“For example, our technical manager has someone in his team that negotiates with repairers to make sure our labour rates are correct, that we are getting the right parts discounts, and that we are buying correctly.”
He adds that one of the advantages of using a leasing company to manage fleet functions is the knowledge they already have of the vehicles if they are leased through them.
“Sometimes where a repair hasn’t been carried out correctly, it is much easier if the contract hire company investigates their suppliers, as opposed to the separate provider trying to talk to the repairer about something that they’ve done with no real clout or information about what went on,” says Buckley.
“This can lead to a cost problem to the client in the end because it’s fragmented and not dovetailed together.”
Shaun Sadlier, head of consulting at Arval, adds: “A good leasing company will look to bring added value to a customer and, by doing this, enjoy a long-term partnership rather than seek a short-term gain.
“Allow the leasing supplier to assist in the formulation of your fleet strategy – you have appointed them as your experts and they have access to best practice, new legislation and innovation that will impact your fleet decisions.”
However, whichever type of business a fleet manager ends up appointing to manage fleet functions, there are some best practice procedures that should be followed during the selection process.
“It is important that the outsourcing partner offers transparent pricing and is really going to be the best fit for that fleet, not just the one with the biggest marketing budget and says they’re the best,” says Hipkiss.
Buckley adds: “Companies have their own ways of operating so they need to find a partner that suits the way they function. If they find somebody that’s culturally right for them as a business, I think they will generally end up with a long relationship.”
Fleet managers should ask for referrals from potential suppliers and take the time to follow these up.
“Make sure that you, as the fleet or procurement manager making the decision, actually get into that organisation,” says Hipkiss.
“Ask to see systems and processes: that can be really telling because occasionally someone could say we’ve done x, y and z for somebody, but that may not turn out to be quite right.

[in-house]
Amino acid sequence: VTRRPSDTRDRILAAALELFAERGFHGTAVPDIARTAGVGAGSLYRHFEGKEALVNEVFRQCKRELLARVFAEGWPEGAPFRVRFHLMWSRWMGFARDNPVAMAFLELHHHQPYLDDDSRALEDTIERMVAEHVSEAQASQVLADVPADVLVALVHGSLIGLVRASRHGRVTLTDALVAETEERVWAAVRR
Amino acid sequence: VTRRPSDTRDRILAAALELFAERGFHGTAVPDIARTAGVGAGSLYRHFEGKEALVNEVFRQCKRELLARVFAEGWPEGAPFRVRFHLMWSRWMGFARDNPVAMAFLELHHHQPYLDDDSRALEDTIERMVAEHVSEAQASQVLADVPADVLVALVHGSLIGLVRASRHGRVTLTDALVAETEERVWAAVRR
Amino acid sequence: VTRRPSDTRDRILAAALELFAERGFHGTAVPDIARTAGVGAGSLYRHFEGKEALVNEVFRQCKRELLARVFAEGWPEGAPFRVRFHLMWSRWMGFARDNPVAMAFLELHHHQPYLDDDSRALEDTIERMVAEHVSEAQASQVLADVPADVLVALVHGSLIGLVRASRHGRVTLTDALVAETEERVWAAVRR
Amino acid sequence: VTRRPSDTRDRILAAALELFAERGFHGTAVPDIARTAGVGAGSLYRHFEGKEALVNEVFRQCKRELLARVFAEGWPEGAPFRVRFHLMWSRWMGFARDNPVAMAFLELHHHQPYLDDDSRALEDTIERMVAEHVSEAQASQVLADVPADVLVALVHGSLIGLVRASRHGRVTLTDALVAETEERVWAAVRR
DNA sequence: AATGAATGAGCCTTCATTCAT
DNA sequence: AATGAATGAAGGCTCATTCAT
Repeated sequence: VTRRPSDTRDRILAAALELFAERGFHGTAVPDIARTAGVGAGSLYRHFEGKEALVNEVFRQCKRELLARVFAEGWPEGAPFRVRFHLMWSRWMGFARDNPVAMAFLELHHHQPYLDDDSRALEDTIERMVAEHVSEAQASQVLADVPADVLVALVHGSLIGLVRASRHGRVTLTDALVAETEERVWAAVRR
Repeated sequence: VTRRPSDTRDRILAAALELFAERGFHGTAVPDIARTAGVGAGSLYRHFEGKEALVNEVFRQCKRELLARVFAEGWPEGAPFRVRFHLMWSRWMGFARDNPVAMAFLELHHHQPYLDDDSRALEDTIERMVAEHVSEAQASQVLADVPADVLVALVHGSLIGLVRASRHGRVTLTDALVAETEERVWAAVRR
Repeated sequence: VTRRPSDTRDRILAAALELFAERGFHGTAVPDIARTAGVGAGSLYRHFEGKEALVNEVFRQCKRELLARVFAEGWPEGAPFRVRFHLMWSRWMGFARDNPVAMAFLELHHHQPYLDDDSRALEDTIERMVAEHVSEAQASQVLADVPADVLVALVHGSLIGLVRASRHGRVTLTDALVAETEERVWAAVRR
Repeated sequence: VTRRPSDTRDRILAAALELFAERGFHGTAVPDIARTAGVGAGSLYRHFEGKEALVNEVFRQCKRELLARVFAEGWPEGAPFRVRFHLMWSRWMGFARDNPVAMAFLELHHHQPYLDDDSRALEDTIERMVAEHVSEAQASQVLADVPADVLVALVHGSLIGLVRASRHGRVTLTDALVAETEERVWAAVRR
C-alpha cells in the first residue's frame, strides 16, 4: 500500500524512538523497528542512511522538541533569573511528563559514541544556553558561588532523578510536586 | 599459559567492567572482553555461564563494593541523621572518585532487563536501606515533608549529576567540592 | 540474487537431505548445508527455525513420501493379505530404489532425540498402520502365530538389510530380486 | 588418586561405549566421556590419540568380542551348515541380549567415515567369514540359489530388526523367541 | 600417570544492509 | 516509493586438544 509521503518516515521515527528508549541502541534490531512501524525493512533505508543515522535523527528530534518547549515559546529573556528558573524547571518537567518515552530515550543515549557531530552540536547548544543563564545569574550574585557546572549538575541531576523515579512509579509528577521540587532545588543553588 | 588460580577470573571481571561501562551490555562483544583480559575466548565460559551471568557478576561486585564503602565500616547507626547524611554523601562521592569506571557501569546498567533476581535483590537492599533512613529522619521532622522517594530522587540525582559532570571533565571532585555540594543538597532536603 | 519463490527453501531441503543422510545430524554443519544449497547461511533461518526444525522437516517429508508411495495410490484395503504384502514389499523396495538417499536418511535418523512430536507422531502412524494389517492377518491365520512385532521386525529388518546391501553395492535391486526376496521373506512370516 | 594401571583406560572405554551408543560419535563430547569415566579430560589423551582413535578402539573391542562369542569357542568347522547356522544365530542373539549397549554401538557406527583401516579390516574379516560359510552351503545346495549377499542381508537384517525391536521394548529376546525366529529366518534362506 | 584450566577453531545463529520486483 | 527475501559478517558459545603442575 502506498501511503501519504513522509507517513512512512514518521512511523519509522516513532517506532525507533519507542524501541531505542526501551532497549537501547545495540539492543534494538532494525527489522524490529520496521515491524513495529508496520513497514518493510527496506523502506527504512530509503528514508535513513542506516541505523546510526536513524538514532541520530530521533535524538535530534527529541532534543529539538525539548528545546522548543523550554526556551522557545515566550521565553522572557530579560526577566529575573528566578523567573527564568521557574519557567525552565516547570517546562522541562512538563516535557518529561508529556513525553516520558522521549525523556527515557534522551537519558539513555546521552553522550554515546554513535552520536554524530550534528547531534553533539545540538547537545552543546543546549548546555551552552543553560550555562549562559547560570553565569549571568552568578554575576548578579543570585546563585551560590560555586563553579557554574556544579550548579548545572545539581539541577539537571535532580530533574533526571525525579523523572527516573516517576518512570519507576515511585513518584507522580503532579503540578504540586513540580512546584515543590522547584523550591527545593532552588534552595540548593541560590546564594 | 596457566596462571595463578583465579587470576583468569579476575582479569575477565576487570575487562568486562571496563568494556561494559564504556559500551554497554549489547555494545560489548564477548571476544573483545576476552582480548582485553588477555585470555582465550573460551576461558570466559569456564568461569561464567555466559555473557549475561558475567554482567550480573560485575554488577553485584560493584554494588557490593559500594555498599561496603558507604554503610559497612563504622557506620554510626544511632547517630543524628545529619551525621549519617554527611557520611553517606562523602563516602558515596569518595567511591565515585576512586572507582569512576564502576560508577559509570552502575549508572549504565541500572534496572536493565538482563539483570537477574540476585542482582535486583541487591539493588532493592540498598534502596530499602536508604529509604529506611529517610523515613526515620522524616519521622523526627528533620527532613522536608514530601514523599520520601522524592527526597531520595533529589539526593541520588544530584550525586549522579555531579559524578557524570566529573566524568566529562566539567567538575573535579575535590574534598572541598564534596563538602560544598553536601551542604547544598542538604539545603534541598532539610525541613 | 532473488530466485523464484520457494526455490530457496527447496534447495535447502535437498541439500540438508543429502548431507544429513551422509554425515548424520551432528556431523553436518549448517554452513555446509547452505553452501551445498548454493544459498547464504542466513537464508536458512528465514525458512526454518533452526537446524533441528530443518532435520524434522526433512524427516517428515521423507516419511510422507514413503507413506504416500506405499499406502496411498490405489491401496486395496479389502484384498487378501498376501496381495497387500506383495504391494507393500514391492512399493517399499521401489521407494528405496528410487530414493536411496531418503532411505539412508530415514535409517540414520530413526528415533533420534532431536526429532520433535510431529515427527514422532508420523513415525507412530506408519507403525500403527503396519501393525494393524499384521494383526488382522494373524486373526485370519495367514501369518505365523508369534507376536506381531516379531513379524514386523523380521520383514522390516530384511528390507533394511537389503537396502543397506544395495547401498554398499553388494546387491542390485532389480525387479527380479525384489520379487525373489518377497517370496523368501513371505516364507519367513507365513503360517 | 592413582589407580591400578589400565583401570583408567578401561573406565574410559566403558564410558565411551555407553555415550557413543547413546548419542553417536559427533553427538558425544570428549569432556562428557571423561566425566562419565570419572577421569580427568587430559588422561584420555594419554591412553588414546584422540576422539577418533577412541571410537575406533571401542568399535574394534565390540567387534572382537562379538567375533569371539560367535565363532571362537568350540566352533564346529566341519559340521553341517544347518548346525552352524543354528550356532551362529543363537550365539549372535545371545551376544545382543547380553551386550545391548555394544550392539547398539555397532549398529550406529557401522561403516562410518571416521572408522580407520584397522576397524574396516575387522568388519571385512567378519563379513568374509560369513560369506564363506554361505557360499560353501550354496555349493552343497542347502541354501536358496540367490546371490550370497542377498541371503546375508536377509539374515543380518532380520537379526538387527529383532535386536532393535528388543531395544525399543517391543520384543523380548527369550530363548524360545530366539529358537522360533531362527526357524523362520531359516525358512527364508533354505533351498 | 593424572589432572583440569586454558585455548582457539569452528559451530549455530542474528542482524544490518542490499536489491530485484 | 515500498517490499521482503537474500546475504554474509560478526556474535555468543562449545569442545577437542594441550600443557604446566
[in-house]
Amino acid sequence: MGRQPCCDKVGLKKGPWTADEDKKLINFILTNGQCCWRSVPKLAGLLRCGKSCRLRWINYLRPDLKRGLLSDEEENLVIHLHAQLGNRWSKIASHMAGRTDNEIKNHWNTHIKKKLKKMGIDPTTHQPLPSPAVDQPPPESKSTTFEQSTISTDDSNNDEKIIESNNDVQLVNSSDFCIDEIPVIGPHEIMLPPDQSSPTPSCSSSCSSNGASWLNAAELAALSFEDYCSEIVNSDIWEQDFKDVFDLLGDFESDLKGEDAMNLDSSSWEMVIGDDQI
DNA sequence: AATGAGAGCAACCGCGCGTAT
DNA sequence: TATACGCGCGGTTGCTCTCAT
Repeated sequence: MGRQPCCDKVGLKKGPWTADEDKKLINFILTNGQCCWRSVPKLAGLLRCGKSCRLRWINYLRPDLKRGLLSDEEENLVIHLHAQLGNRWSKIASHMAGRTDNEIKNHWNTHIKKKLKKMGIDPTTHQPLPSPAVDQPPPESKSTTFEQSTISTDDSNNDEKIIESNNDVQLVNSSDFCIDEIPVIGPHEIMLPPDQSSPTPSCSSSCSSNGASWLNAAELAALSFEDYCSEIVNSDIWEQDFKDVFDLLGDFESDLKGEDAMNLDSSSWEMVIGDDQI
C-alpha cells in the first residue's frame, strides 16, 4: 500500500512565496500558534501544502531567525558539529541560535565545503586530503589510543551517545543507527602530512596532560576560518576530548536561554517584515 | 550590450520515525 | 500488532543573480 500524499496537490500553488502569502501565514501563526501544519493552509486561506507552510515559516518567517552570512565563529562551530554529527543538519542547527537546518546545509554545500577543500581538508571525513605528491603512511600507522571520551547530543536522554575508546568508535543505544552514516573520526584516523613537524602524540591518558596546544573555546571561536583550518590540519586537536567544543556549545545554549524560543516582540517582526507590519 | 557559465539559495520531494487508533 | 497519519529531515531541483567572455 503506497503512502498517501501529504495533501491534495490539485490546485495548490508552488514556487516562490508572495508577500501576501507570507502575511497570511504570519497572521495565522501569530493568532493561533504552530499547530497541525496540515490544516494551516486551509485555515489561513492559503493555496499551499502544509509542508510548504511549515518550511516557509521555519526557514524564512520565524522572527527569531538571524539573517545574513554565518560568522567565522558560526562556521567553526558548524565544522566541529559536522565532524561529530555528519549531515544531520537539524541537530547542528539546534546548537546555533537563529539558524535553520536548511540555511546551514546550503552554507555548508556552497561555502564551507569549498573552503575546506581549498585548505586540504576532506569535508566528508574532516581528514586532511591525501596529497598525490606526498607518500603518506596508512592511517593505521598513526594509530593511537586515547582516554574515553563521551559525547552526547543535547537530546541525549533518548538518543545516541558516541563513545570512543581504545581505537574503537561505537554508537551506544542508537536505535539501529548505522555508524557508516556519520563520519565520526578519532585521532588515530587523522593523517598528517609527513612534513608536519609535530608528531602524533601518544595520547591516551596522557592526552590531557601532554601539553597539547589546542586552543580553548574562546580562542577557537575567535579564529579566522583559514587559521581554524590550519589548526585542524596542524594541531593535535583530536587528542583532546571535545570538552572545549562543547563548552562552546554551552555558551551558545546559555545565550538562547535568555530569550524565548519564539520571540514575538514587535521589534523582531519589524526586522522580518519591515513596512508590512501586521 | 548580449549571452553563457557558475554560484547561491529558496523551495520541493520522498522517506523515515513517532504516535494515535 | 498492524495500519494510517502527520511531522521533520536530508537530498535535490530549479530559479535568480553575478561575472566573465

“Speak to the person who you will be dealing with day-to-day and who will be working with your drivers because understanding how they work is really important in the decision-making process.
“The organisation should be open to getting prospects and potential new people into their offices and operations to really get into that detail.”
Sadlier says fleet managers need to make sure they are focused on the reasons behind any visit to gain any real insight from it.
“You need to have a clear objective to ensure there is positive evidence that a potential supplier is able to provide the service quality and cost control you are looking for,” he adds.
However, Sadlier warns that the work involved in outsourcing a fleet function does not end with the moment when a contract is signed with a partner.
“There should be a clear management strategy in place that will continually monitor the supplier’s performance. This will benefit both parties,” he says.
“It is sensible to put in position service level agreements (SLAs) that best fit your objectives and, wherever possible, introduce measurements of end-users – meaning driver satisfaction. Then, you should agree and set out a clear timeline for complaint management and reporting.
“Be very clear about, and document, which processes are to be undertaken by the external company and which are to be kept in-house.
“Also, ensure that all internal stakeholders are aware and agree with the new procedures.”